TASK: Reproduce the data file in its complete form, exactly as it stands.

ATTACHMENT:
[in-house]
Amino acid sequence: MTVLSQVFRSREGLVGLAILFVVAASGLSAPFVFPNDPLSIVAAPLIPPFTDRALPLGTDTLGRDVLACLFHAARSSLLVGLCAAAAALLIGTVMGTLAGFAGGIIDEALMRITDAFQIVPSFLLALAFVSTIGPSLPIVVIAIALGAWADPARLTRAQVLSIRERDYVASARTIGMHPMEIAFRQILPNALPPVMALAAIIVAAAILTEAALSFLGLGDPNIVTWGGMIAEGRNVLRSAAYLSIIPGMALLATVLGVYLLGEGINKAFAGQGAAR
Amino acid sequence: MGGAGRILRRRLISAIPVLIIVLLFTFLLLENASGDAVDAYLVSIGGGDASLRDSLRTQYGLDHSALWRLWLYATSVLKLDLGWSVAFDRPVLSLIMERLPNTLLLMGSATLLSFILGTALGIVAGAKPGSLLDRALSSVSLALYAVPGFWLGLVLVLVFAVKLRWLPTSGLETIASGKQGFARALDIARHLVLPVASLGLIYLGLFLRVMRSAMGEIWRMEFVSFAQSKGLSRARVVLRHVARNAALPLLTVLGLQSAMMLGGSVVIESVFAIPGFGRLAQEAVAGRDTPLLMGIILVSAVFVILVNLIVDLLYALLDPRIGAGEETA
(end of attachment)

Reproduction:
[in-house]
Amino acid sequence: MTVLSQVFRSREGLVGLAILFVVAASGLSAPFVFPNDPLSIVAAPLIPPFTDRALPLGTDTLGRDVLACLFHAARSSLLVGLCAAAAALLIGTVMGTLAGFAGGIIDEALMRITDAFQIVPSFLLALAFVSTIGPSLPIVVIAIALGAWADPARLTRAQVLSIRERDYVASARTIGMHPMEIAFRQILPNALPPVMALAAIIVAAAILTEAALSFLGLGDPNIVTWGGMIAEGRNVLRSAAYLSIIPGMALLATVLGVYLLGEGINKAFAGQGAAR
Amino acid sequence: MGGAGRILRRRLISAIPVLIIVLLFTFLLLENASGDAVDAYLVSIGGGDASLRDSLRTQYGLDHSALWRLWLYATSVLKLDLGWSVAFDRPVLSLIMERLPNTLLLMGSATLLSFILGTALGIVAGAKPGSLLDRALSSVSLALYAVPGFWLGLVLVLVFAVKLRWLPTSGLETIASGKQGFARALDIARHLVLPVASLGLIYLGLFLRVMRSAMGEIWRMEFVSFAQSKGLSRARVVLRHVARNAALPLLTVLGLQSAMMLGGSVVIESVFAIPGFGRLAQEAVAGRDTPLLMGIILVSAVFVILVNLIVDLLYALLDPRIGAGEETA